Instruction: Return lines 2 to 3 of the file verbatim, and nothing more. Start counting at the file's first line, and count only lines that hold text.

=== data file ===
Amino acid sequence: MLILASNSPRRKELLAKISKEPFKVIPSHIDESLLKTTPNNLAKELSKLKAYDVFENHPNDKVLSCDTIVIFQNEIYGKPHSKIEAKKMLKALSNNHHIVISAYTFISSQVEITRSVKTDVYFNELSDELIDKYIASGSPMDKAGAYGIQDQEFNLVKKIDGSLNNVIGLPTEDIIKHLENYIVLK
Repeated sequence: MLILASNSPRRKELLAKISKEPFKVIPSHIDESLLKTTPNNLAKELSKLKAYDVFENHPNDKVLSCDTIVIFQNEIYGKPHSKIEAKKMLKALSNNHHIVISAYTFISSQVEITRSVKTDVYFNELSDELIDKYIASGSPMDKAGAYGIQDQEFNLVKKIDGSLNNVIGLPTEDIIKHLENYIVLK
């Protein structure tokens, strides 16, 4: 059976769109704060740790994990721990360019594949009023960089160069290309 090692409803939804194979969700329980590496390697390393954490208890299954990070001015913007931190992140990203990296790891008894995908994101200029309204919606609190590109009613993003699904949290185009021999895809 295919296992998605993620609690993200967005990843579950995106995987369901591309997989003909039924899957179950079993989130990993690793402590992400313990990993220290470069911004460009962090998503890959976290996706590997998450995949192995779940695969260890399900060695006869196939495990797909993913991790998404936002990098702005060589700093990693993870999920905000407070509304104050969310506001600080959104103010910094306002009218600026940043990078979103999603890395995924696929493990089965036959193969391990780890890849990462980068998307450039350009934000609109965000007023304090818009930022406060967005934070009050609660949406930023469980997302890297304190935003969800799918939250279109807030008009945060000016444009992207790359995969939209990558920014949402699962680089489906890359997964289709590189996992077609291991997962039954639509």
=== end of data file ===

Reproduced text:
Repeated sequence: MLILASNSPRRKELLAKISKEPFKVIPSHIDESLLKTTPNNLAKELSKLKAYDVFENHPNDKVLSCDTIVIFQNEIYGKPHSKIEAKKMLKALSNNHHIVISAYTFISSQVEITRSVKTDVYFNELSDELIDKYIASGSPMDKAGAYGIQDQEFNLVKKIDGSLNNVIGLPTEDIIKHLENYIVLK
């Protein structure tokens, strides 16, 4: 059976769109704060740790994990721990360019594949009023960089160069290309 090692409803939804194979969700329980590496390697390393954490208890299954990070001015913007931190992140990203990296790891008894995908994101200029309204919606609190590109009613993003699904949290185009021999895809 295919296992998605993620609690993200967005990843579950995106995987369901591309997989003909039924899957179950079993989130990993690793402590992400313990990993220290470069911004460009962090998503890959976290996706590997998450995949192995779940695969260890399900060695006869196939495990797909993913991790998404936002990098702005060589700093990693993870999920905000407070509304104050969310506001600080959104103010910094306002009218600026940043990078979103999603890395995924696929493990089965036959193969391990780890890849990462980068998307450039350009934000609109965000007023304090818009930022406060967005934070009050609660949406930023469980997302890297304190935003969800799918939250279109807030008009945060000016444009992207790359995969939209990558920014949402699962680089489906890359997964289709590189996992077609291991997962039954639509």